18 Current Status of Scrubbing Amine: commercial-implementation on NG, food and chemical production – Kerr-McGee/ABB Lummus Crest Process – Fluor Daniel ECONAMINE FG Process – MHI’s KM-CDR process with KS solvent – Ongoing RD&D for utility flue gas University of Texas at Austin European Union integrated project “CO 2 from Capture to Storage” (CASTOR) International Test Center (ITC) at University of Regina, Canada MHI UK CAER Ammonia: Commercial for fertilizer production – Ongoing RD&D for Utility’s flue gas Alstom/EPRI 5MWth pilot plant at WE Energy - Pleasant Prairie Plant Powerspan/NETL 1MWth slipstream at FirstEnergy’s Burger station UK CAER/E-ON US 0.1MWth pilot plant

19 UNIVERSITY OF KENTUCKY PROGRAMS ON CARBON MANAGEMENT AND STORAGE New technologies are necessary if Kentucky wants to compete in this new world.

20 CAER’s Post-combustion CO 2 Capture Pilot Plant Initiated by EON-US $1.5 million grant 0.1 MW(th) Pilot Scrubber System Largest at a university Platform for testing – New chemistries – New scrubber designs Focus on lower energy penalty – Estimates of 60% cost increase – 1/3 power output of plant

21 Carbon Management Research Group State-UK-Industry consortium Build on E.ON US investment in carbon management and emissions control Develop more energy and cost effective carbon management technologies Address specific materials, controls and waste management solutions Allow early adoption of technologies by Kentucky’s electric utilities $1 Million/yr match provided by State AEP/KP, Duke, EKPC, EON-US, EPRI – negotiating with others.

22 DEVELOPMENT OF AN ALGAE SYSTEM FOR MITIGATION OF CO 2 FROM COAL-FIRED POWER PLANTS Center for Applied Energy Research Biosystems and Agricultural Engineering KY Department of Energy Development and Independence $3.5 million / 3 years EON has agreed to host demonstration phase

23 Algae for Carbon Capture Uses CO 2 as feedstock – Improved CO 2 footprint for coal Robust and easily produced High solar efficiency May have a high oil (lipid) content – As high as 65% by mass (dry) – Converts to biodiesel

24 Media Drying Dewatering Coal Power Plant Biomass Fractionation Proteins Carbohydrates Lipids CO 2 Lean Gas Recovered Nutrients (N,P,K) Recovered Media Recovered Water Algae Cultivation Overall Process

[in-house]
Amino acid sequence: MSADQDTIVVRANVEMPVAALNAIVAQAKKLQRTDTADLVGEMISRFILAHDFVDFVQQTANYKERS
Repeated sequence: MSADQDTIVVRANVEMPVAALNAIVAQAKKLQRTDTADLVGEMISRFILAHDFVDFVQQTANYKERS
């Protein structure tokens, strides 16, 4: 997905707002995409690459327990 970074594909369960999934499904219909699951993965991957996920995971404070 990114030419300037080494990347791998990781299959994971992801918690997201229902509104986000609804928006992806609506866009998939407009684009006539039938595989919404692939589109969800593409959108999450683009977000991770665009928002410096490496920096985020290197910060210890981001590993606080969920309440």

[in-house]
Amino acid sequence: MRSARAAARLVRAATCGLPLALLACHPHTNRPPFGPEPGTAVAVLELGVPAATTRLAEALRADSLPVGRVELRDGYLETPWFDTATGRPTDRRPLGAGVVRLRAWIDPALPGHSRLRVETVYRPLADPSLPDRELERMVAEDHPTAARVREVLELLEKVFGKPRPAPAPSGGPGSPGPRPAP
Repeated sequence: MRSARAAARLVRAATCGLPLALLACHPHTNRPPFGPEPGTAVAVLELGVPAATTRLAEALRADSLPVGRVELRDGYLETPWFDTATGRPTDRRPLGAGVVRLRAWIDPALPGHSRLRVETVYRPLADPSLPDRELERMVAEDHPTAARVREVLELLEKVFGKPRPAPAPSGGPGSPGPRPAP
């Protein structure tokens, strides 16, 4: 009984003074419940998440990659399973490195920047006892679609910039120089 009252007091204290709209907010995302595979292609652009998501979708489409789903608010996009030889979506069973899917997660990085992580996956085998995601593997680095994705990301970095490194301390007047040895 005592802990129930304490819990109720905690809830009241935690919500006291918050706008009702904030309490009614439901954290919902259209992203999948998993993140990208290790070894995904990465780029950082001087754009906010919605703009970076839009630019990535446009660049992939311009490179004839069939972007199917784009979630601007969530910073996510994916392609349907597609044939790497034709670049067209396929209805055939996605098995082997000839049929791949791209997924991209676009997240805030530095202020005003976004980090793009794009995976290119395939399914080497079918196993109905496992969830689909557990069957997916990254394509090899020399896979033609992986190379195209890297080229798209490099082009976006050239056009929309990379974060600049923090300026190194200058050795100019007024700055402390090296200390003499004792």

25 Algae Scrubber Demo 25 home.shtml

26 KENTUCKY GEOLOGICAL SURVEY CARBON SEQUESTRATION RESEARCH

27 Carbon Sequestration Research Western KY Seq. State* $1.35 M Industry $6.0 M** Other $0.5 M TOTAL $ 7.85M Eastern KY Seq. $1.35 M $0.5 M$3.2 M EOR$0.85 M $0.5 M$2.20 M EGR$0.85 M $4.90 M $0.85 M$0.5 M$2.20 M M *UK is cost sharing their F & A indirect costs of about $1.0 million **EON US, Peabody, ConocoPhillips, TVA

28

29 W Ky. Deep CO 2 Injection Well Summary KGS #1 Blan well drilled to 8,126 ft total depth in Hancock County Successful injection tests into Knox Group – over 23,000 barrels water injected – 323 tons of CO 2 injected at pump capacity (~7 hours) Injection rates suggest high permeability fractures connect matrix porosity Funding received from U.S. DOE for 2 nd phase of research in 2010

30 WHAT DOES THIS MEAN FOR COAL?

31 What may happen? We pay the penalties – 30-40% increase in generation (minimum) – 30% more coal mined – Delivered cost increases ~60% We buy power

32 What should happen? We change our model – Base regulation on efficiency – Allow “real future cost” in best price option – Clean Coal We innovate – New technologies to deal with carbon – Efficiency improvements – Renewable and alternative Sources

33 Questions? For further information: Rodney Andrews UK Center for Applied Energy Research 2540 Research Park Drive Lexington, KY Ph